Learning to Love Paul

Learning to Love Paul February 2, 2012

J.R. Daniel Kirk‘s new book, Jesus Have I Loved, But Paul? A Narrative Approach to the Problem of Pauline Christianity (BakerAcademic, 2011) may very well be a touchstone for the next generation of Christians who can’t accept the traditional Paul (on historical grounds) and yet who want to explore what Paul looks like if we begin with a more accurate understanding of Jesus, of Judaism, of the Bible’s Story … and of Paul himself.

What role does Paul play in your faith and in your theology? Have you struggled with him?

We begin with this: lots of Christians today are struggling with Paul. (For some that is just incomprehensible, while for many this speaks volumes.) Some are bothered that Paul doesn’t talk kingdom enough; others that Paul doesn’t even talk about Jesus’ teachings; others that Jesus was so activist and justice-oriented and Paul, well, those aren’t his gigs. Some find  him “distasteful, offensive, oppressive, exclusive, confusing, arrogant, or just plain wrong” (3). Others wonder why he gets so much attention and why his theology is the lens through which the whole Bible is read. Others think Paul was not so important until Augustine and after him not until Luther and Calvin. Kirk gives us more: Paul the angry Reformed theologian, the promoter of internalized Christians, the Neoplatonist, the exclusivist, the oppressor, the judge, the chauvinist, and the imposer of order.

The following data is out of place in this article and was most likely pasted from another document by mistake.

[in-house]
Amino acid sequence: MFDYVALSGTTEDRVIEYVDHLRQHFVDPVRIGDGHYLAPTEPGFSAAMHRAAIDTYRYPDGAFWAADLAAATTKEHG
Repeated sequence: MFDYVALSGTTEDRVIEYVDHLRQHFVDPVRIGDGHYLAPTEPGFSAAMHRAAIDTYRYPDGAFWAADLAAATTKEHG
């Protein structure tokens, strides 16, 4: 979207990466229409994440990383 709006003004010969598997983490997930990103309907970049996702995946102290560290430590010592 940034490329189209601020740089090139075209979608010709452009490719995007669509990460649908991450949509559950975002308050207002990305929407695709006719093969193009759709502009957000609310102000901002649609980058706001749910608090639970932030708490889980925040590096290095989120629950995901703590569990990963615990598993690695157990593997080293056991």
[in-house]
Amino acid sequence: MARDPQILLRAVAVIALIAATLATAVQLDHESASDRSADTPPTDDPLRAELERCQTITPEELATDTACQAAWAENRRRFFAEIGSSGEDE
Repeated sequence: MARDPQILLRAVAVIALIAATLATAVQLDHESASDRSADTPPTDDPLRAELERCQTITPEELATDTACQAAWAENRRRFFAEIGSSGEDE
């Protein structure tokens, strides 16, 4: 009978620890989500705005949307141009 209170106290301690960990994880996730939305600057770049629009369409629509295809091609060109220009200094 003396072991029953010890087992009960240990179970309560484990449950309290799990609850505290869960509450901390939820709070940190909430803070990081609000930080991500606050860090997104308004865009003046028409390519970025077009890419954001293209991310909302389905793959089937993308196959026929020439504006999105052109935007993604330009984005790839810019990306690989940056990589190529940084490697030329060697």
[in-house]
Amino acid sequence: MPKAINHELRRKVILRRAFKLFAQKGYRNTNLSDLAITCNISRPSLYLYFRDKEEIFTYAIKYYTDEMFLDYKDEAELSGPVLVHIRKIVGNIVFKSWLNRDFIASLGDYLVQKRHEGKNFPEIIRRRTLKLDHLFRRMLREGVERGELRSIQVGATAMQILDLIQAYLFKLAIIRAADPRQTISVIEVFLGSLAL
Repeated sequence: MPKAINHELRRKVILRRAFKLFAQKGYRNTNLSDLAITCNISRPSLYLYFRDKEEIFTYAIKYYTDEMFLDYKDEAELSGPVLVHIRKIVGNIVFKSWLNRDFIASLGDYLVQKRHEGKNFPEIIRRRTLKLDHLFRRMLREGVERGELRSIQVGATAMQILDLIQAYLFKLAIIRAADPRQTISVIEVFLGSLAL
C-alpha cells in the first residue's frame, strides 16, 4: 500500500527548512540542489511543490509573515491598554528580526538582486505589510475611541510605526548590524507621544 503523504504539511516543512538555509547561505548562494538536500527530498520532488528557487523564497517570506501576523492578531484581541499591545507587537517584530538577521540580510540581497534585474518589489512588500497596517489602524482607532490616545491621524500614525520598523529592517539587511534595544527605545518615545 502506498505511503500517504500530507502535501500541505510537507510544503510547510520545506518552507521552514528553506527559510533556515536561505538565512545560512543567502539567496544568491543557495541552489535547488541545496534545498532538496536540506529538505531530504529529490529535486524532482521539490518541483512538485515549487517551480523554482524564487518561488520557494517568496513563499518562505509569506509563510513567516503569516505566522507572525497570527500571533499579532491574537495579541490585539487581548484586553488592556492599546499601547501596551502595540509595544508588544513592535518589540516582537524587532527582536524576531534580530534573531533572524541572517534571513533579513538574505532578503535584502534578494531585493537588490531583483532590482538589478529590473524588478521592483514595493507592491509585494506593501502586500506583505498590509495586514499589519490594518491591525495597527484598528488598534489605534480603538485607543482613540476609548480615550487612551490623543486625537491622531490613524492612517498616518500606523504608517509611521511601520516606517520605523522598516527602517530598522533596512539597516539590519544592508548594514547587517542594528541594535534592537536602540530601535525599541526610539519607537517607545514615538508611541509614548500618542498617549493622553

Daniel Kirk thinks Paul’s been given a misreading. He thinks we need to get to the narrative shape of Paul’s thinking, to the Story at work in Paul’s letters.

But Daniel also thinks that many (post?) evangelicals no longer operate with the assumptions of the previous generation, including concern with inerrancy as the foundation. “For this generation (in which I include myself), a network of relationships and experiences fills the primary role of confirmation of our beliefs that earlier evangelicals would have located primarily in ‘objective’ truths such as the inerrancy of Scripture or, to take another example, proofs of the resurrection” (7).

Kirks strategy is to show that Jesus and Paul inherited the same story of God at work in Israel, and that Mark’s Story of Jesus and Paul’s Story of Jesus are very similar — that is, Jesus and Paul are at one on the Story. This leads, he argues, to a revolutionary reinterpretation of Paul (for some). That one Story is this:

The God of Israel acted decisively in the person of Jesus to restore God’s rule and reconcile the whole world to himself (9).

That Story is about God (and this God is known through the Story God is in, not through such terms as immutable, etc). This is a Story about Israel as God’s chosen way of blessing the world. No Story in the Bible without Israel. Israel has a future: new king, pour out Spirit, live in Land, free from overlords, the temple.

Big one: The Gospels are Israel’s future. The future tense becomes present tense. This Story comes to its “pointed realization” in the crucifixion and resurrection. Paul’s churches have been “scripted into Israel’s story” so that the whole Gentile theme in Paul is about realizing the promise to Abraham to be a blessing to the nations. They get to be part of Israel’s Story.

The center of this Story, of course, is Jesus. He is the King and brings the kingdom. The Gospels tell the Story of God ruling through Jesus, and the oddity of this Story is that God reigns through Jesus’ death and resurrection. He becomes King, as it were, via those acts. Resurrection is about new creation and about ruling creation.

Mark’s crucified King — first half about king, second half about how he rules as king —  and Paul’s christology are very similar: it is about Jesus ruling as the one who was crucified and raised.

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